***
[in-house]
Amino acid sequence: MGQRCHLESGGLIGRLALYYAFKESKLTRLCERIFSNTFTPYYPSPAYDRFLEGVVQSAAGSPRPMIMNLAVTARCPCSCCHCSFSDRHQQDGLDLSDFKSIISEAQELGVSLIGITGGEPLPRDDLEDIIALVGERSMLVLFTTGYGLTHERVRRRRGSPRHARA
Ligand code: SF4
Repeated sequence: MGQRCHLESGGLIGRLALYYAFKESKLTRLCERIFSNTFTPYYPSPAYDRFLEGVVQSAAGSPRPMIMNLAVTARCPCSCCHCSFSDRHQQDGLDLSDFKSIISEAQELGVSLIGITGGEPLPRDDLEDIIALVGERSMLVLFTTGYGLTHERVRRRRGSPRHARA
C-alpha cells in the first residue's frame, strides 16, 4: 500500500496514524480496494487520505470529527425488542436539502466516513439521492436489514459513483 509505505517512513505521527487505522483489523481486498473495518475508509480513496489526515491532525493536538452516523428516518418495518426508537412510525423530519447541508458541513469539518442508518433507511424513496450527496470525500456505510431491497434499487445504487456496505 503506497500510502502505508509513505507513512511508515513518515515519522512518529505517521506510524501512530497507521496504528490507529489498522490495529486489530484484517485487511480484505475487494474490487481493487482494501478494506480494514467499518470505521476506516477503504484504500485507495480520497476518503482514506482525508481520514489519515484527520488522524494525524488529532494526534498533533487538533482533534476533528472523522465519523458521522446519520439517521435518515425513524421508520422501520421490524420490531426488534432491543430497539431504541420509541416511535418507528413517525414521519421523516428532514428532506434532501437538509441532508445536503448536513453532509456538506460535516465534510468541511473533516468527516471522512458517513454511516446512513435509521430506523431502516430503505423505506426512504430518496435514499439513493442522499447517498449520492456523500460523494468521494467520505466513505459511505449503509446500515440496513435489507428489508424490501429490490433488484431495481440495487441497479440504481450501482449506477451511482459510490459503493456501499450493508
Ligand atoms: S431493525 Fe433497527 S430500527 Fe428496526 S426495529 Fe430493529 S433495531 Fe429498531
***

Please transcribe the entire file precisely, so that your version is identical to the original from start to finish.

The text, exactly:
[in-house]
Amino acid sequence: MGQRCHLESGGLIGRLALYYAFKESKLTRLCERIFSNTFTPYYPSPAYDRFLEGVVQSAAGSPRPMIMNLAVTARCPCSCCHCSFSDRHQQDGLDLSDFKSIISEAQELGVSLIGITGGEPLPRDDLEDIIALVGERSMLVLFTTGYGLTHERVRRRRGSPRHARA
Ligand code: SF4
Repeated sequence: MGQRCHLESGGLIGRLALYYAFKESKLTRLCERIFSNTFTPYYPSPAYDRFLEGVVQSAAGSPRPMIMNLAVTARCPCSCCHCSFSDRHQQDGLDLSDFKSIISEAQELGVSLIGITGGEPLPRDDLEDIIALVGERSMLVLFTTGYGLTHERVRRRRGSPRHARA
C-alpha cells in the first residue's frame, strides 16, 4: 500500500496514524480496494487520505470529527425488542436539502466516513439521492436489514459513483 509505505517512513505521527487505522483489523481486498473495518475508509480513496489526515491532525493536538452516523428516518418495518426508537412510525423530519447541508458541513469539518442508518433507511424513496450527496470525500456505510431491497434499487445504487456496505 503506497500510502502505508509513505507513512511508515513518515515519522512518529505517521506510524501512530497507521496504528490507529489498522490495529486489530484484517485487511480484505475487494474490487481493487482494501478494506480494514467499518470505521476506516477503504484504500485507495480520497476518503482514506482525508481520514489519515484527520488522524494525524488529532494526534498533533487538533482533534476533528472523522465519523458521522446519520439517521435518515425513524421508520422501520421490524420490531426488534432491543430497539431504541420509541416511535418507528413517525414521519421523516428532514428532506434532501437538509441532508445536503448536513453532509456538506460535516465534510468541511473533516468527516471522512458517513454511516446512513435509521430506523431502516430503505423505506426512504430518496435514499439513493442522499447517498449520492456523500460523494468521494467520505466513505459511505449503509446500515440496513435489507428489508424490501429490490433488484431495481440495487441497479440504481450501482449506477451511482459510490459503493456501499450493508
Ligand atoms: S431493525 Fe433497527 S430500527 Fe428496526 S426495529 Fe430493529 S433495531 Fe429498531